In America and in the rest of the world, nonessential, lower-risk people and the public wait for their turn to receive a Covid-19 vaccine. At the same time, news of possible mishandling of vaccine distribution, as recently reported in New York City urgent care centers, shows how important it is to be vigilant and press lawmakers and public health officials to be transparent in their distribution strategies and to hold them accountable for their decisions.
The lack of any federal strategy has left every state, county and tribal territory to their own devices.
Since the approval and rollout of the vaccine, America has watched the painfully paradoxical images of boxes of vaccines being unloaded from distribution trucks alongside FEMA-operated refrigerated morgue trailers parked at hospitals. In the same building, health care workers have literally been receiving a shot in the arm that could save their lives within hours of pronouncing a patient dead.
Still, the lack of any federal strategy has left every state, county and tribal territory to their own devices, to identify strategies and submit plans for their respective distribution process.
The Advisory Committee on Immunization Practices (ACIP), an independent agency, has made recommendations that identify the high priority groups: 1A encompasses health care personnel and long-term care residents; and 1B adults over the age of 75 and front-line essential workers (such as first responders, police, educators, U.S. Postal Service workers, corrections officers and others).
But a review of the various states’ vaccination plans reveals that many states are not following the ACIP recommendations and that there is a degree of variability that could have significant impact and create more confusion than comprehension. For example, Arkansas has long-term care facilities in their second phase, after health care workers and other essential workers, despite over 100,000 long-term care residents and staff who have died from Covid-19.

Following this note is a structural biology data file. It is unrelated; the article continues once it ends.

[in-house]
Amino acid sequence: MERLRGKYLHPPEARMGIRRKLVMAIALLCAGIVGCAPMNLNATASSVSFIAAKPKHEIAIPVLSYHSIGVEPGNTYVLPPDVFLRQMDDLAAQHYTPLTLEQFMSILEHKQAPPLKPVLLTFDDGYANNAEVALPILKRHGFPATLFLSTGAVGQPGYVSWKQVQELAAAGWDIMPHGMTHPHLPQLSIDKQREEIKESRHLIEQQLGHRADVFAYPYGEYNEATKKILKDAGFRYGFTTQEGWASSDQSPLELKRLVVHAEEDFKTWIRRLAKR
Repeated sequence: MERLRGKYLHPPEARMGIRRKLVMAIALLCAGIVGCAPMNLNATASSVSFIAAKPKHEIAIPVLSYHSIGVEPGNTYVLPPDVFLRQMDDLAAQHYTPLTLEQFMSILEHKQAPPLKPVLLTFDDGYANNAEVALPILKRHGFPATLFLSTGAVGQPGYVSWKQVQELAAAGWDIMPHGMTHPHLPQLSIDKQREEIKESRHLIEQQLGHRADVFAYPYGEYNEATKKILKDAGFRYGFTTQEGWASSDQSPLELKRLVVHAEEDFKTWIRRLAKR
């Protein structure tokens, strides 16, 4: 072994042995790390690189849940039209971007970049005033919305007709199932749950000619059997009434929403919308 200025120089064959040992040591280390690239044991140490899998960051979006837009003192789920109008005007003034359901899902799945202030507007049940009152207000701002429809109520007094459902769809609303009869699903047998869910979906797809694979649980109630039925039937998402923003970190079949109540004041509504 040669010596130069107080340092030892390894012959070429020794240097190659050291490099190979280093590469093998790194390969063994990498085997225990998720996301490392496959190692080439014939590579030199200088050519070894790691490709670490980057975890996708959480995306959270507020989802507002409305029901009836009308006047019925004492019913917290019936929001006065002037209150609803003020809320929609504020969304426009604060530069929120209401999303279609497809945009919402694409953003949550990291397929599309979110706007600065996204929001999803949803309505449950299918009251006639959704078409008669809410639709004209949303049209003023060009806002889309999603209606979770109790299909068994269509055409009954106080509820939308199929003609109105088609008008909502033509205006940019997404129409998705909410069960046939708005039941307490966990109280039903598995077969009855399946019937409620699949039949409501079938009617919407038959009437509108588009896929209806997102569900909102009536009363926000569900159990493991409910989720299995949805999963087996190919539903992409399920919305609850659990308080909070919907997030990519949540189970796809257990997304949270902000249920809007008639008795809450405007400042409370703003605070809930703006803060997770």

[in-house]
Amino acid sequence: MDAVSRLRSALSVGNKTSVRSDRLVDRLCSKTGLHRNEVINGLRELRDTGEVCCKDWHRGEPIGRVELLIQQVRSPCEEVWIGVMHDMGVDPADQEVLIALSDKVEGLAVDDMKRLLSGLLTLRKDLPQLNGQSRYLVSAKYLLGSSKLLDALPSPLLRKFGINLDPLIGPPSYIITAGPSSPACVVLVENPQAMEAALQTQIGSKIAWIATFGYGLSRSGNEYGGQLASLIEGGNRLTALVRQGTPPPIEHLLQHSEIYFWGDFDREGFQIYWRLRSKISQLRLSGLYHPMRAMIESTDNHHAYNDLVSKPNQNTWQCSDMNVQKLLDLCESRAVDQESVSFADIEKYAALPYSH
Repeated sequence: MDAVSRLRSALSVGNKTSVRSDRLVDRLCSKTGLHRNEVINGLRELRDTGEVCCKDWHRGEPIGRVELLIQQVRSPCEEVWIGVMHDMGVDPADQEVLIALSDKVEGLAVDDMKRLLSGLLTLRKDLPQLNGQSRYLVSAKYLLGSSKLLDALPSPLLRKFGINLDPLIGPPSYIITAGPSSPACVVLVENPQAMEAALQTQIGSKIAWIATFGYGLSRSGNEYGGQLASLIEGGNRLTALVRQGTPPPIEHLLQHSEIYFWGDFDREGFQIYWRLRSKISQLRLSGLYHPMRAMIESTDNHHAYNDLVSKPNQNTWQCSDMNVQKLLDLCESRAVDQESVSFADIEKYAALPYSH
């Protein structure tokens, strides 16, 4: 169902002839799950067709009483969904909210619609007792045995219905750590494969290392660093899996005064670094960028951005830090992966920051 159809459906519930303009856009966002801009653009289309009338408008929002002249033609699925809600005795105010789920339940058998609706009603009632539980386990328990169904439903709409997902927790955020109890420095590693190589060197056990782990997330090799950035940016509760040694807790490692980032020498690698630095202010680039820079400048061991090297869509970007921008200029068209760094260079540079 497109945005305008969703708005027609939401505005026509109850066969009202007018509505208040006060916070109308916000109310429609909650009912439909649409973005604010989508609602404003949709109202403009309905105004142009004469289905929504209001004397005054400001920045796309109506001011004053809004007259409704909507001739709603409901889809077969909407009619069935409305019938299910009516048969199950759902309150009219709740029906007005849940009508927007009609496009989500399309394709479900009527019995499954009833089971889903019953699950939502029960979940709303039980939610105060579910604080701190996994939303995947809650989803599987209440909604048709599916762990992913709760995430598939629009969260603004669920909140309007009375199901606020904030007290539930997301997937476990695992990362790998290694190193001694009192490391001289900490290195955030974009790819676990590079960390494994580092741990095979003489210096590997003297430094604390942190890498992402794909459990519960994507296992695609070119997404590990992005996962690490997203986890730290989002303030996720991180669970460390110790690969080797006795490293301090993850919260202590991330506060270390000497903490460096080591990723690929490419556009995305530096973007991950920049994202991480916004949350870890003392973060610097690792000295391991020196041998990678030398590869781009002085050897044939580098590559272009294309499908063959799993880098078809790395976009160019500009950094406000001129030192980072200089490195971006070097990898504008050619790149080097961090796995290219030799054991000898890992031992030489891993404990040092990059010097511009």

Maryland has teachers and day care operators in the second phase, behind other essential personnel, potentially extending school closures and creating tension between parents who must work and the teachers and day care providers who want to be safe while caring for students. The state of Texas has also deviated from the ACIP recommendations and prioritized people over the age of 65 as well as those over the age of 16 with certain chronic conditions.
The rationale behind these variations can appear sound and reasonable; for example, trying to prioritize people with chronic conditions seems compelling, since rates of death from Covid-19 were 12 times higher in people with chronic conditions compared to those without diabetes, heart disease or cancer. But it is also highly likely that people with such conditions are able to take precautions and avoid high-risk situations.
Ethnic minorities comprise a significant number of essential workers, which only exacerbates the ongoing health disparities uncovered by Covid-19.
Essential workers, particularly front-line workers such as public transit operators, postal carriers, teachers and food supply workers, are critical to the prospects of preserving essential services and are at incredibly high risk, often without any high quality personal protective equipment or an ability to practice social distancing. Further, ethnic minorities comprise a significant number of essential workers, which only exacerbates the ongoing health disparities uncovered by Covid-19.
The goal of any vaccine distribution strategy is to balance societal need, and ethics and science and allow for flexibility to make decisions like the ones Texas, Maryland and Arkansas have had to make. But when a pandemic of this nature has gripped the world, wielding death and destruction without limits, ushering many of us into the quiet corners of our homes in isolation and fear, the demand for a vaccine is inextricably linked with a sense of fairness and equity.
Even as a physician who works in a clinic setting, I have no problem waiting my turn after my higher-risk colleagues in the hospitals receive their vaccines. Images of members of Congress who downplayed the impact of the virus now receiving the vaccine feel like a slap in the face. Continuity of government seems meaningless when that same government delays a stimulus package and promotes protests against stay-at-home orders and mask mandates.
Continuity of government seems meaningless when that same government delays a stimulus package and promotes protests against stay-at-home orders and mask mandates.
Fast forward 30 days from now when simply crossing state lines can make the difference in whether you receive the vaccine or not. As thousands of people continue to die each day and millions more Americans contract Covid-19, even a one-week delay can feel like an eternity. In the beginning, demand will far outstrip supply, and there will no doubt be an underground market of sorts to try to access the vaccine early.
While we are still trying to navigate the uncharted waters of the pandemic, we have unfortunately become accustomed to expecting the worst and witnessing inequities often wielded by a callous president and his inner circle. But we do have new hope in the form of a vaccine. Let us not squander this hope by repeating our mistakes.